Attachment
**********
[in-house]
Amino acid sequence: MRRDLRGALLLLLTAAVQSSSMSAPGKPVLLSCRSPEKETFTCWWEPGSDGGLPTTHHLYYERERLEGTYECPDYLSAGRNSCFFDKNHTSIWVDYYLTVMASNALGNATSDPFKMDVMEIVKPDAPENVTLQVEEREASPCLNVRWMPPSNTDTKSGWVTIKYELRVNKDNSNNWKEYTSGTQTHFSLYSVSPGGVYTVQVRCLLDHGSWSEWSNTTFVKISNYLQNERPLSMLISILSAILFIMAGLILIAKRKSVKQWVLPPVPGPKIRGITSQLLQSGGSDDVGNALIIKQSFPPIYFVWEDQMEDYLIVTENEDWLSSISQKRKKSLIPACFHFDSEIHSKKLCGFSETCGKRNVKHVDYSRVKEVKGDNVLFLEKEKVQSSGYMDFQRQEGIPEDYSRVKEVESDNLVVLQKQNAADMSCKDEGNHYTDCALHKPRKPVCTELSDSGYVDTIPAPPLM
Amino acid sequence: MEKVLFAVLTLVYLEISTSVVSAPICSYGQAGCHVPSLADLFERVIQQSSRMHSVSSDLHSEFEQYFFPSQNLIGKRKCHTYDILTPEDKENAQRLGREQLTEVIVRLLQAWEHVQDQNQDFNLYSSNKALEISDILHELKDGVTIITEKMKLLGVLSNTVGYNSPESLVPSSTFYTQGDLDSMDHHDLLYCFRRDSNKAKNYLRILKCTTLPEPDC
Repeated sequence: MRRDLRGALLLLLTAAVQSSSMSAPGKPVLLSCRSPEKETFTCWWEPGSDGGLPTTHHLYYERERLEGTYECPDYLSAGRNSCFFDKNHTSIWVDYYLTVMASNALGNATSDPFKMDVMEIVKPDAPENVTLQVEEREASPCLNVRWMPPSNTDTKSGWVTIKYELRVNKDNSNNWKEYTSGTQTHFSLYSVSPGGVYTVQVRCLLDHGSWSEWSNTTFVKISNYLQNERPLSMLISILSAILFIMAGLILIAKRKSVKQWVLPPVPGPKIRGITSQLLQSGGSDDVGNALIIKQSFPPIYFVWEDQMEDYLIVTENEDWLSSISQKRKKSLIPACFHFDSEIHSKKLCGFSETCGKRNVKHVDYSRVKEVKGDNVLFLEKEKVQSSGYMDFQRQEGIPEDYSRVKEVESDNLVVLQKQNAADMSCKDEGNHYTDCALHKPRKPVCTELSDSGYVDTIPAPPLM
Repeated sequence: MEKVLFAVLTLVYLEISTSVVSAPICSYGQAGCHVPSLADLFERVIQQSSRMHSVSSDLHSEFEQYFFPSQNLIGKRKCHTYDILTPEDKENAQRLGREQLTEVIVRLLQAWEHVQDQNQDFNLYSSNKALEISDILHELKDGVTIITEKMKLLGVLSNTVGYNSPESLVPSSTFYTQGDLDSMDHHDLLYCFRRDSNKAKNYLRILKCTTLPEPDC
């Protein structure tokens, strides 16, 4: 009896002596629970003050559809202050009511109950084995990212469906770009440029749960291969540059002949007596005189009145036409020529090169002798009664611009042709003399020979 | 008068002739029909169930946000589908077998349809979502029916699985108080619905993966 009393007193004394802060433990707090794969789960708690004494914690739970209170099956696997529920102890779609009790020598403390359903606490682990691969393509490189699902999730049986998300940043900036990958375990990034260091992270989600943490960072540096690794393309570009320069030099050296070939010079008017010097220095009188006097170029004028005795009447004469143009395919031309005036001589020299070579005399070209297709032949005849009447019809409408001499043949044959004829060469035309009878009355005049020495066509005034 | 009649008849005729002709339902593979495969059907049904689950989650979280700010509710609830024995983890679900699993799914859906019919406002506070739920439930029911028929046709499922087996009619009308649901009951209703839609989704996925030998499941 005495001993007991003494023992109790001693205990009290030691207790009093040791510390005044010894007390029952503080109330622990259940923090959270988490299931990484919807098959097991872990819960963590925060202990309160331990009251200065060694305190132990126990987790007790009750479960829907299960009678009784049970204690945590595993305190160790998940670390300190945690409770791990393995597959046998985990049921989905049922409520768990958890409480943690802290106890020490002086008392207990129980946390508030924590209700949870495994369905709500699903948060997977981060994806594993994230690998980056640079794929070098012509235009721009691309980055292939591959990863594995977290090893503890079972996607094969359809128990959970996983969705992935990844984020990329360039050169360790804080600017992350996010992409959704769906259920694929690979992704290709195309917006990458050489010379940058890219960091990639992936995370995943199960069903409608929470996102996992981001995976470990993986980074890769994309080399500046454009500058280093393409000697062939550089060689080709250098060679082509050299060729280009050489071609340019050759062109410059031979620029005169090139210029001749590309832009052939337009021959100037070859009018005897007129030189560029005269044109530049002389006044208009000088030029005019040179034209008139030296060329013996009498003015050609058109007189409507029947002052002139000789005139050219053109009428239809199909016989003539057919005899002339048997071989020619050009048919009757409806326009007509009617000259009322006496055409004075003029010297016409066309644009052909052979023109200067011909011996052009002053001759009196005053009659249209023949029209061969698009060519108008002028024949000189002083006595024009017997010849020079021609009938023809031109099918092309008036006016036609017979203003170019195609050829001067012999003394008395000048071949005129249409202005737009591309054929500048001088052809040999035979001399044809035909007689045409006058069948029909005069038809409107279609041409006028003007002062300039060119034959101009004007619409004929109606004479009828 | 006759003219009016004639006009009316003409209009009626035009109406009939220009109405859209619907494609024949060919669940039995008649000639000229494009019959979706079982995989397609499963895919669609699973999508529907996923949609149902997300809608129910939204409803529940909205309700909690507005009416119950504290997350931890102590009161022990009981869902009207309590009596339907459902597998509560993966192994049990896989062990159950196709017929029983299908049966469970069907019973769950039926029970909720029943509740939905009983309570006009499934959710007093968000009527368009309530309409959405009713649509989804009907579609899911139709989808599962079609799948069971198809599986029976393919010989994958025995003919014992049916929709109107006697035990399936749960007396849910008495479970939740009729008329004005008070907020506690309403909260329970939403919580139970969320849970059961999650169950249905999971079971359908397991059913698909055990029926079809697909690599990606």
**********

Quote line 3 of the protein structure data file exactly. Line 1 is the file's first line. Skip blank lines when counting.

Amino acid sequence: MEKVLFAVLTLVYLEISTSVVSAPICSYGQAGCHVPSLADLFERVIQQSSRMHSVSSDLHSEFEQYFFPSQNLIGKRKCHTYDILTPEDKENAQRLGREQLTEVIVRLLQAWEHVQDQNQDFNLYSSNKALEISDILHELKDGVTIITEKMKLLGVLSNTVGYNSPESLVPSSTFYTQGDLDSMDHHDLLYCFRRDSNKAKNYLRILKCTTLPEPDC